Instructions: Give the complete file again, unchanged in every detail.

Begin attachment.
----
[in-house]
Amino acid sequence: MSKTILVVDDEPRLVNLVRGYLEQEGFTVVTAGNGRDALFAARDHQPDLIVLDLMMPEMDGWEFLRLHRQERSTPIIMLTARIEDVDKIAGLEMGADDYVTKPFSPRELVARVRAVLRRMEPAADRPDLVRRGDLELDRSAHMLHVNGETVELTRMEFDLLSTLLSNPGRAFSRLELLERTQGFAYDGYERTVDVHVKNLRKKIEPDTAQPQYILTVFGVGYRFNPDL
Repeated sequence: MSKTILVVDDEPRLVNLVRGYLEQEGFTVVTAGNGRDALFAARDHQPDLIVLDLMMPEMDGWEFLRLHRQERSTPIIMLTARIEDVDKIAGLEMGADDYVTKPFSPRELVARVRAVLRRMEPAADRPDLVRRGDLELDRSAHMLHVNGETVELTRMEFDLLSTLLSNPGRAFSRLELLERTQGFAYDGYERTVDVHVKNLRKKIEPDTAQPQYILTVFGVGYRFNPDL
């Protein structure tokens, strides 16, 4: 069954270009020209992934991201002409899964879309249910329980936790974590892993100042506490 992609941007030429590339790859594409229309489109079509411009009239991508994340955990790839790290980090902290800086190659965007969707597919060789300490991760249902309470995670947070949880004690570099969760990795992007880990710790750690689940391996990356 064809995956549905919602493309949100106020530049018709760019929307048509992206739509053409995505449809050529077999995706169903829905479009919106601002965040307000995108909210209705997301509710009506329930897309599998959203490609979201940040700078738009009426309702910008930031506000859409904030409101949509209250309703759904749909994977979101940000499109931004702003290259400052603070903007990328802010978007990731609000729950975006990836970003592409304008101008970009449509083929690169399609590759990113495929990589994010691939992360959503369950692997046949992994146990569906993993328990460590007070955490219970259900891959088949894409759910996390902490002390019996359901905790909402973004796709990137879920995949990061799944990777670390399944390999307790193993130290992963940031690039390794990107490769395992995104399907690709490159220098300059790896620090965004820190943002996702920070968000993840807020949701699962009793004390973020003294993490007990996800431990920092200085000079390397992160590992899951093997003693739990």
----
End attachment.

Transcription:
[in-house]
Amino acid sequence: MSKTILVVDDEPRLVNLVRGYLEQEGFTVVTAGNGRDALFAARDHQPDLIVLDLMMPEMDGWEFLRLHRQERSTPIIMLTARIEDVDKIAGLEMGADDYVTKPFSPRELVARVRAVLRRMEPAADRPDLVRRGDLELDRSAHMLHVNGETVELTRMEFDLLSTLLSNPGRAFSRLELLERTQGFAYDGYERTVDVHVKNLRKKIEPDTAQPQYILTVFGVGYRFNPDL
Repeated sequence: MSKTILVVDDEPRLVNLVRGYLEQEGFTVVTAGNGRDALFAARDHQPDLIVLDLMMPEMDGWEFLRLHRQERSTPIIMLTARIEDVDKIAGLEMGADDYVTKPFSPRELVARVRAVLRRMEPAADRPDLVRRGDLELDRSAHMLHVNGETVELTRMEFDLLSTLLSNPGRAFSRLELLERTQGFAYDGYERTVDVHVKNLRKKIEPDTAQPQYILTVFGVGYRFNPDL
């Protein structure tokens, strides 16, 4: 069954270009020209992934991201002409899964879309249910329980936790974590892993100042506490 992609941007030429590339790859594409229309489109079509411009009239991508994340955990790839790290980090902290800086190659965007969707597919060789300490991760249902309470995670947070949880004690570099969760990795992007880990710790750690689940391996990356 064809995956549905919602493309949100106020530049018709760019929307048509992206739509053409995505449809050529077999995706169903829905479009919106601002965040307000995108909210209705997301509710009506329930897309599998959203490609979201940040700078738009009426309702910008930031506000859409904030409101949509209250309703759904749909994977979101940000499109931004702003290259400052603070903007990328802010978007990731609000729950975006990836970003592409304008101008970009449509083929690169399609590759990113495929990589994010691939992360959503369950692997046949992994146990569906993993328990460590007070955490219970259900891959088949894409759910996390902490002390019996359901905790909402973004796709990137879920995949990061799944990777670390399944390999307790193993130290992963940031690039390794990107490769395992995104399907690709490159220098300059790896620090965004820190943002996702920070968000993840807020949701699962009793004390973020003294993490007990996800431990920092200085000079390397992160590992899951093997003693739990």